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LSE Southeast Asia Week 2020: Politics of city-making in Southeast Asia

Hosted by the Saw Swee Hock Southeast Asia Centre

Online Event

Speakers

Dr Wanjing Kelly Chen

Dr Wanjing Kelly Chen

Research Assistant Professor at Hong Kong University of Science and Technology

Dr Ofita Purwani

Dr Ofita Purwani

Associate Professor at the School of Architecture, Universitas Sebelas Maret

Dr Kristian Karlo Saguin

Dr Kristian Karlo Saguin

Associate Professor at the Department of Geography, University of the Philippines Diliman

Dr Yimin Zhao

Dr Yimin Zhao

Assistant Professor in Urban Planning and Management, Renmin University of China

Chair

Prof Hyun Bang Shin

Prof Hyun Bang Shin

Professor of Geography and Urban Studies and Director of Saw Swee Hock Southeast Asia Centre, LSE

As part of LSE Southeast Asia Week 2020, SEAC is hosting a roundtable panel discussion, chaired by SEAC Director Prof. Hyun Bang Shin on 29th October 2020. The roundtable invites four academics whose work has been related to the urbanising region's development challenges, and discuss politics of city-making and re-making in Southeast Asia, with cases coming from Indonesia, Laos, Malaysia and the Philippines.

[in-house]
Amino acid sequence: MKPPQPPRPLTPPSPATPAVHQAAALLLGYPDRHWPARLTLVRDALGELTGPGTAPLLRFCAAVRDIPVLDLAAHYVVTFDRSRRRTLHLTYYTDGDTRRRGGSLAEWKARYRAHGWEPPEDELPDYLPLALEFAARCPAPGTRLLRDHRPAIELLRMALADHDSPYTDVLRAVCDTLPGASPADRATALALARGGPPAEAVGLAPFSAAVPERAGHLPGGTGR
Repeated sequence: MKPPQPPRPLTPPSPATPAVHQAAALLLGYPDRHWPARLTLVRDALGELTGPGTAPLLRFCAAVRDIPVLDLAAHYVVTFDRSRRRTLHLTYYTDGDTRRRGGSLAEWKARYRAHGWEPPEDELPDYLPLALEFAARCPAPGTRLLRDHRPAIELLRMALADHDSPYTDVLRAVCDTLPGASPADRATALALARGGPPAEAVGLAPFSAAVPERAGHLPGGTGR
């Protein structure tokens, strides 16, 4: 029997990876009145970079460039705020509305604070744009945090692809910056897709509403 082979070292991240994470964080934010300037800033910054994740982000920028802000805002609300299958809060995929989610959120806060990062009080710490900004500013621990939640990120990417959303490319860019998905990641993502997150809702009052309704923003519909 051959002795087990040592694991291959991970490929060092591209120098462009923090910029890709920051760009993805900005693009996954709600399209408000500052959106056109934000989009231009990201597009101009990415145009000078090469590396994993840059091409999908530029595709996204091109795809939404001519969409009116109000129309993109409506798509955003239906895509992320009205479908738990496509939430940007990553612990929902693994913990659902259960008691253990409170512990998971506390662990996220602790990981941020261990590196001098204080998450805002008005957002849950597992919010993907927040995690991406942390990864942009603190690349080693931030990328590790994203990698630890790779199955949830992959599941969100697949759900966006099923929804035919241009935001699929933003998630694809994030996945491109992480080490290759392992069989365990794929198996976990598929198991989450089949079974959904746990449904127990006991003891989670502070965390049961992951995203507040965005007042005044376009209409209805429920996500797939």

Locating Speculative Peasantry in the Urbanizing Southeast Asia (Dr Wanjing Kelly Chen)

Much of the contemporary urbanization in Southeast Asia involves the dismantle of the rural hinterlands of cities. The phenomenon has prompted urban scholars to inquire how real estate capital access these spaces inscribed by property regimes and society-nature relations that are distinctive to the urban. Moving beyond dispossession-center analysis, this talk calls for attention to its ability to encroach on the rural through selectively co-opting and enrolling affected peasant communities. Drawing on experiences from agrarian groups caught up in urbanization in Vientiane, Laos, I elucidate nuanced politics and processes that nurture speculative peasantry who at once facilitate and rework real estate enclosure on rural land. Besides the governmentality of real estate capital, I highlight how it tangibly hastens peasants into frontier land gamble by remaking the lived materiality of the once agrarian friendly nature.


Tradition vs Modernity; The Power of Existing Monarchs and Urban Development in Yogyakarta and Surakarta (Dr Ofita Purwani)

Yogyakarta and Surakarta are Javanese royal cities with existing monarchs. The monarchs in both cities have different power which set different practices in both cities. While Javanese monarchs are usually considered ‘traditional’, the more powerful monarch of Yogyakarta tends to be more modern. Its domination over its people has made the traditional reserved for the royal court. In contrast the weak monarch in Surakarta has made the tradition copied by the people which in turn has made the city more traditional.